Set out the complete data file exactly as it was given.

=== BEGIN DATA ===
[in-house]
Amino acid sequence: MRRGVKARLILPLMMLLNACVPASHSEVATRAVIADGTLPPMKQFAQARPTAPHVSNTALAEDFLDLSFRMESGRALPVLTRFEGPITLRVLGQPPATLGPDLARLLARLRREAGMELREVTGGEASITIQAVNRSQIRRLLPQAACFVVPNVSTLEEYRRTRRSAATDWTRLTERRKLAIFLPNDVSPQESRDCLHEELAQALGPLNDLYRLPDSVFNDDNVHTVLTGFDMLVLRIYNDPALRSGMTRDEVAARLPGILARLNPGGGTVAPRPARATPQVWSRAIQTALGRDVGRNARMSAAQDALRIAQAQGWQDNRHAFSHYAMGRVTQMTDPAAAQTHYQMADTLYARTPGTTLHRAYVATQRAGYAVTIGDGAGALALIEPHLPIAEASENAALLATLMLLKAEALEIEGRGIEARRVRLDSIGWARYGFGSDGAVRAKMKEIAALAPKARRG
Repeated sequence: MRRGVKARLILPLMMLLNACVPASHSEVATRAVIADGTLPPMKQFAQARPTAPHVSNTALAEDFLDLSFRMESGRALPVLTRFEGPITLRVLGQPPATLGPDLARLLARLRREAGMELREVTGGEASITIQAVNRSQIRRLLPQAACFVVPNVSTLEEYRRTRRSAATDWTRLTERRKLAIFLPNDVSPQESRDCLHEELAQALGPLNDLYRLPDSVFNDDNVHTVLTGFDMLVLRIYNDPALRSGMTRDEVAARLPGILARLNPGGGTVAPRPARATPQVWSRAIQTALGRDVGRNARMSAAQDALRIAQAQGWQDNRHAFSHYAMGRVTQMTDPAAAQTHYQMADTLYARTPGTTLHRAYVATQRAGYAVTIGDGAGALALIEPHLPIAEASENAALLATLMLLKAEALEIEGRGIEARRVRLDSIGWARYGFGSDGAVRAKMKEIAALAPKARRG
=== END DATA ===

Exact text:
[in-house]
Amino acid sequence: MRRGVKARLILPLMMLLNACVPASHSEVATRAVIADGTLPPMKQFAQARPTAPHVSNTALAEDFLDLSFRMESGRALPVLTRFEGPITLRVLGQPPATLGPDLARLLARLRREAGMELREVTGGEASITIQAVNRSQIRRLLPQAACFVVPNVSTLEEYRRTRRSAATDWTRLTERRKLAIFLPNDVSPQESRDCLHEELAQALGPLNDLYRLPDSVFNDDNVHTVLTGFDMLVLRIYNDPALRSGMTRDEVAARLPGILARLNPGGGTVAPRPARATPQVWSRAIQTALGRDVGRNARMSAAQDALRIAQAQGWQDNRHAFSHYAMGRVTQMTDPAAAQTHYQMADTLYARTPGTTLHRAYVATQRAGYAVTIGDGAGALALIEPHLPIAEASENAALLATLMLLKAEALEIEGRGIEARRVRLDSIGWARYGFGSDGAVRAKMKEIAALAPKARRG
Repeated sequence: MRRGVKARLILPLMMLLNACVPASHSEVATRAVIADGTLPPMKQFAQARPTAPHVSNTALAEDFLDLSFRMESGRALPVLTRFEGPITLRVLGQPPATLGPDLARLLARLRREAGMELREVTGGEASITIQAVNRSQIRRLLPQAACFVVPNVSTLEEYRRTRRSAATDWTRLTERRKLAIFLPNDVSPQESRDCLHEELAQALGPLNDLYRLPDSVFNDDNVHTVLTGFDMLVLRIYNDPALRSGMTRDEVAARLPGILARLNPGGGTVAPRPARATPQVWSRAIQTALGRDVGRNARMSAAQDALRIAQAQGWQDNRHAFSHYAMGRVTQMTDPAAAQTHYQMADTLYARTPGTTLHRAYVATQRAGYAVTIGDGAGALALIEPHLPIAEASENAALLATLMLLKAEALEIEGRGIEARRVRLDSIGWARYGFGSDGAVRAKMKEIAALAPKARRG